Establishing and Maintaining Root of Trust on Commodity Computer Systems

Nov 27, 2015 12:00 AM

Who: Virgil Gligor CMU\
When: Friday, {{ | date_to_long_string }}, 11:00-12:00\
Where: Room 8103\
Title: {{ page.title }}

Suppose that a trustworthy program must be booted on a commodity system that may contain persistent malware. For example, a formally verified micro-kernel, micro-hypervisor, or a subsystem obtained from a trustworthy provider must be booted on a computer system that runs Windows, Linux, or Android applications. Establishing root of trust assures the user that either the system is in a malware-free state in which the trustworthy-program boot takes place or the presence of malware is discovered, with high probability. Obtaining such assurance is challenging because malware can survive in system state across repeated secure- and trusted-boot operations. These operations do not always have malware-unmediated access to device memories; e.g., memories of bring-your-own devices (e.g., keyboards, consoles, printers, routers), and sometimes even disk controllers. They certainly have no unmediated access to all non-volatile memories of interconnected components of a personal system; e.g., components of home systems, autos. To date, concrete assurance for root-of-trust establishment has not been obtained on commodity systems that scale to large configurations. \
Establishing root of trust makes all persistent malware ephemeral and forces the adversary to repeat the malware-insertion attack, perhaps at some added cost. Nevertheless, some malware-controlled software can always be assumed to exist in commodity operating systems and applications. The inherent size and complexity of their operating systems and applications (aka the “giants”) render them vulnerable to successful adversary attacks. In contrast, small and simple software components with rather limited function and high-assurance layered security properties (aka the “wimps”) can be resistant to adversary attacks. Maintaining root of trust assures a user that a commodity computer’s wimps are isolated from, and safely co-exist with, adversary-controlled giants. To survive, secure wimps must use services of, or compose with, insecure giants. This appears to be “paradoxical:” wimps can counter all adversary attacks but survive only if they use giants’ adversary-controlled services from which they have to defend themselves. \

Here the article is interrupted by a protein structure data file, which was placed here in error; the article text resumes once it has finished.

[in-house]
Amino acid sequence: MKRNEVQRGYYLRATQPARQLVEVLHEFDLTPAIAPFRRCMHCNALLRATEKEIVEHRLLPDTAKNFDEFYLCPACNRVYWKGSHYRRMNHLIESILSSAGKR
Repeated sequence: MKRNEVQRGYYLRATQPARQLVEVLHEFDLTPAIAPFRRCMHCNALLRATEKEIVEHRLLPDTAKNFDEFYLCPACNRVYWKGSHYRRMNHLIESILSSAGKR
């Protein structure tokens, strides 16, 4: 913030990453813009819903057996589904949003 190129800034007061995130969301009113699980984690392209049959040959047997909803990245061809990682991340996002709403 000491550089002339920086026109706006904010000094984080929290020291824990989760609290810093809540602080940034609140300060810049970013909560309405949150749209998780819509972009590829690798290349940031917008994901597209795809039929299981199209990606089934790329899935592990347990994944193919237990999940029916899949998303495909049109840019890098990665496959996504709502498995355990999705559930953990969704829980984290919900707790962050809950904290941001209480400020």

I this seminar, I will illustrate the challenges of root-of-trust establishment via “verifiable boot” operations that do not require secrets, TPMs, or adversary bounds. Then, I will present a method to define a wimp’s adversary accurately and completely using a structure found in cryptographic protocols. A consequence of such definitions is the ability to produce partial orders on adversary attacks. Finally, I will present secure wimp composition with giants, via two examples of experimental systems (i.e., on-demand isolated I/O channels and a trusted display service) designed and implemented at CMU CyLab.

Biographical Note Virgil D. Gligor received his B.Sc., M.Sc., and Ph.D. degrees from the University of California at Berkeley. He taught at the University of Maryland between 1976 and 2007, and is currently a Professor of ECE at Carnegie Mellon University. Between 2007 and 2015 he was the co-Director of CyLab. Over the past forty years, his research interests ranged from access control mechanisms, penetration analysis, and denial-of-service protection, to cryptographic protocols and applied cryptography. Gligor was an editorial board member of several ACM and IEEE journals and the Editor in Chief of the IEEE Transactions on Dependable and Secure Computing. He received the 2006 National Information Systems Security Award jointly given by NIST and NSA, the 2011 Outstanding Innovation Award of the ACM SIG on Security Audit and Control, and the 2013 Technical Achievement Award of the IEEE Computer Society.

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